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Next threat to the River Wye: Is intensive dairy farming on the horizon?

By Angharad
8th December 2023

Potential movement of intensive dairy farming practices to the UK could bring devastating consequences to Herefordshire’s countryside and River Wye.

The EU has approved a plan for the Dutch Government to buy out dairy farmers’ businesses in order to reduce nitrogen pollution. The Netherlands has the highest surplus of nitrogen in the soil among European countries and agriculture is the major contributor to this pollution. Under the scheme farmers in certain areas can voluntarily stop production and receive compensation for the loss in value of their assets and the costs of cutting their production capacity. They must also commit not to re-establish the same activity elsewhere in the EU.

The plan has faced resistance and some fear that compulsory buy-outs may become necessary. However, according to an article by Savills (available here) others see it as an opportunity, with some farmers considering the possibility of using the scheme to re-establish their dairy farm in the UK. To understand the potential implications, it is important to compare the Netherlands and the UK in terms of farmland values and the agricultural business environment.

The Netherlands has some of the highest agricultural land values in Europe.  Farmland suitable for dairy farming has an average value of €62,800 per hectare. In contrast, farmland values in England are generally much lower.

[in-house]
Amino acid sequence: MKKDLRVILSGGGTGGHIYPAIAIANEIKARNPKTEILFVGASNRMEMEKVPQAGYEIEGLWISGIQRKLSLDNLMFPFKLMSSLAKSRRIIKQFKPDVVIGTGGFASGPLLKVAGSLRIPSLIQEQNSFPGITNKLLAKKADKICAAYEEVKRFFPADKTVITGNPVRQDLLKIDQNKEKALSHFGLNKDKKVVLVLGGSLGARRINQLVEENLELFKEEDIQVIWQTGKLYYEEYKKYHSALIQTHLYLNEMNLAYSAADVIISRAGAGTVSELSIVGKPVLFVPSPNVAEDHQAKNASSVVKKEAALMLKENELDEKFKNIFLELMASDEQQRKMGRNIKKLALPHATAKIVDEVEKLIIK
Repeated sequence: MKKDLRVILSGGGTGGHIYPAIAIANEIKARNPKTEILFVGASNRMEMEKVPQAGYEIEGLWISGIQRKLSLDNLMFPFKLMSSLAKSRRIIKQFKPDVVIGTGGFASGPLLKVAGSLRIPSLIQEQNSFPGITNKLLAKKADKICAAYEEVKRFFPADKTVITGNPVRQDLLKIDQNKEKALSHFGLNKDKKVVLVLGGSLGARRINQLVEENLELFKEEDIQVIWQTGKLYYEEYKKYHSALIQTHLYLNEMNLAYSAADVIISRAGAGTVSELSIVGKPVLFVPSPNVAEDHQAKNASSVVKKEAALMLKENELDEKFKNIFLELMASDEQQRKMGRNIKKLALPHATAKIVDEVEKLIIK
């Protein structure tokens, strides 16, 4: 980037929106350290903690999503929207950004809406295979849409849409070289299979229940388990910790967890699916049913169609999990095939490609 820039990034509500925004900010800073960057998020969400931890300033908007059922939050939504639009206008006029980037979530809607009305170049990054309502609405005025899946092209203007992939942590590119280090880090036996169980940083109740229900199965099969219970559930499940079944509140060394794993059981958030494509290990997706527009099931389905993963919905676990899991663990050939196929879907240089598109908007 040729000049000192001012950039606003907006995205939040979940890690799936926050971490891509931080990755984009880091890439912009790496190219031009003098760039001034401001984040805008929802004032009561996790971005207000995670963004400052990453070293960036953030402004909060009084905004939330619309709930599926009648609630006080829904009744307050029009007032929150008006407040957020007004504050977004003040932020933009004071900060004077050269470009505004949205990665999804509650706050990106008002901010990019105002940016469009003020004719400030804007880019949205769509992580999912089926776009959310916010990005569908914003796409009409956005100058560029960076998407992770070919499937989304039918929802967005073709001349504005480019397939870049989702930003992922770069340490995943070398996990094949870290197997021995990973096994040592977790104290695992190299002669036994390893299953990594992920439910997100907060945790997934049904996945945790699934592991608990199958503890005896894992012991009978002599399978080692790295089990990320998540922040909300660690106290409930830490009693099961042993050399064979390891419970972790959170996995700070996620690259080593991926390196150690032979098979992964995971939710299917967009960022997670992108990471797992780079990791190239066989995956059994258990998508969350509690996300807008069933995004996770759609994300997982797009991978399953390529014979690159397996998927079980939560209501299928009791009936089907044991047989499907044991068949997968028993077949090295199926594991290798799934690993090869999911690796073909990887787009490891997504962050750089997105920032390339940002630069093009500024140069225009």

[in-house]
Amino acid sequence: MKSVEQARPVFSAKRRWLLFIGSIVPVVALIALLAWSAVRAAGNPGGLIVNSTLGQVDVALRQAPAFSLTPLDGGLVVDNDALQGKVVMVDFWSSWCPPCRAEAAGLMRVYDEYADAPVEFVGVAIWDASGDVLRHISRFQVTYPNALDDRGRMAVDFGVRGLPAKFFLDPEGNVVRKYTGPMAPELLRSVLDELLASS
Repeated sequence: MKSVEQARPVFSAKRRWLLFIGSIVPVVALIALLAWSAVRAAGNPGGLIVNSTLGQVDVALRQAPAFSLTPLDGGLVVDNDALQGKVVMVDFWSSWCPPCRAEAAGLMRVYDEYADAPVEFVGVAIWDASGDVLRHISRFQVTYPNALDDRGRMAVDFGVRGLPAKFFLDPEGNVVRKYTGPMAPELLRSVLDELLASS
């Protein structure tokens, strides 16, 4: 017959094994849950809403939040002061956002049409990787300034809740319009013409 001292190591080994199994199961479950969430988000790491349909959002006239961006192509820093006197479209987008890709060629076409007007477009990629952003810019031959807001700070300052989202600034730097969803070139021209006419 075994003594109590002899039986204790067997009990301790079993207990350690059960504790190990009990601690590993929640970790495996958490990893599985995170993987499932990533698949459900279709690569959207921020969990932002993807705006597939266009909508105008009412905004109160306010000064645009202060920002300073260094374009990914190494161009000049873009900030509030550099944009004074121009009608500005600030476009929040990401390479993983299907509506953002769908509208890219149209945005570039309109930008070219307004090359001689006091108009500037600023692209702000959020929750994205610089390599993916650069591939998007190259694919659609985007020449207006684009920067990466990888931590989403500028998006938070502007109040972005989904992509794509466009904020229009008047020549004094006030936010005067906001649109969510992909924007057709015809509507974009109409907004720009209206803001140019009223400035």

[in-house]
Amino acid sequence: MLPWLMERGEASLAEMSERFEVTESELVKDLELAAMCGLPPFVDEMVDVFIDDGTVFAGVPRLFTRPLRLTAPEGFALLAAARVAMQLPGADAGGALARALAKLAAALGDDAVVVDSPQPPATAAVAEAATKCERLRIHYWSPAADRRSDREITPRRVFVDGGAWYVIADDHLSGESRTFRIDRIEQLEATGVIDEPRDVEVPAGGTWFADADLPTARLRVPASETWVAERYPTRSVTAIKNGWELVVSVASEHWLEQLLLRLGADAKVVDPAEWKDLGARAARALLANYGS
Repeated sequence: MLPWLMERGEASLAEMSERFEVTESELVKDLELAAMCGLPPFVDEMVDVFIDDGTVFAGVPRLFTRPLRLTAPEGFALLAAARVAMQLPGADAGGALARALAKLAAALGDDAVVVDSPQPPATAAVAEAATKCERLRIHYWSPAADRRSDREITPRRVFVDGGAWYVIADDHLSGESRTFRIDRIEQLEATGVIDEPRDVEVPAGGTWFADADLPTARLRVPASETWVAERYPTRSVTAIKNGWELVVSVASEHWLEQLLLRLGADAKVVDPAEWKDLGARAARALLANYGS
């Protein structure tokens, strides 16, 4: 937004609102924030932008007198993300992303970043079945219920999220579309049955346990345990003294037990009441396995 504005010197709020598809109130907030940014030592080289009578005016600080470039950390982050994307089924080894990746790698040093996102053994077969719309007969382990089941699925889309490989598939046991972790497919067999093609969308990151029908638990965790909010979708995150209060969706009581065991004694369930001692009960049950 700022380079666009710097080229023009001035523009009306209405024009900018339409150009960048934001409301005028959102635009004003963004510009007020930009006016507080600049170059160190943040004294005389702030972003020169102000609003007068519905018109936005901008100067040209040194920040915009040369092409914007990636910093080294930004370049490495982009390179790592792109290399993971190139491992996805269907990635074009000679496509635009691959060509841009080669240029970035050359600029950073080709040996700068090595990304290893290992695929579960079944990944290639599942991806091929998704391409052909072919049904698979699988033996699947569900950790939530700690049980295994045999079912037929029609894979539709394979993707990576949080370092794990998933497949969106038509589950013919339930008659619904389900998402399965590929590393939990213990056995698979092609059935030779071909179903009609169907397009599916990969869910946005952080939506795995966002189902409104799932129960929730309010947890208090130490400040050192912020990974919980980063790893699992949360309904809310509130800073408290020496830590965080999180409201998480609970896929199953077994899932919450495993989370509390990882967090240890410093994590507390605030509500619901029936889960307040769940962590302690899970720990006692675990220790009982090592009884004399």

The UK has approximately 1.85 million dairy cows across 7,500 producers, while the Netherlands has 1.57 million cows but with 14,700 producers. The key difference is livestock density as the UK is over five times the size of the Netherlands (which has the highest livestock density in the EU).

Furthermore, the UK has seen a decline in the number of dairy farmers in recent years, with around 300 leaving the industry annually. This, combined with the facts stated above and that the UK is one of the least restrictive countries in Europe for overseas ownership of agricultural land, presents opportunities for Dutch farmers to begin dairy farming in the UK.

How will this affect Herefordshire?

If Dutch farmers were to establish dairy farms in the UK and increase intensive farming practices, this would likely contribute considerably to the issues already destroying the health of the River Wye. As we know, intensive farming practices often involve the use of fertilisers and manure, which contain high levels of phosphates. Without proper management and regulation increased intensive farming leads to the leaching of phosphates into the environment, including rivers and water bodies. It would be vital for any future farming operations to adhere to sustainable practices and regulatory measures to prevent further phosphate pollution.


With this potential of increased intensive farming practices, there’s a looming risk of heightened phosphate pollution, mirroring the phosphate poisoning already destroying the River Wye. The current pollution has already created a pressing need for stringent regulations and sustainable farming practices to restore the health of the river.  Sadly these are still lacking and an increase of intensive farming will only hasten the decline and eutrophication of our river and others throughout the UK.

Now is the time for action to readdress the balance between agricultural growth and the preservation of our environment and animal welfare.  We call for the immediate safeguarding and protection of the fragile ecosystem of the River Wye.

To find out what we are doing to halt the destruction of the river Wye, including our fantastic new open source app, called Wye Viz, which shows all the pollution data our dedicated Citizen Scientists have been collecting over the last 2-3 years, click HERE.

And to support us in our fight please click here.

Friesian Calves
Friesian Calves - Laurie Cox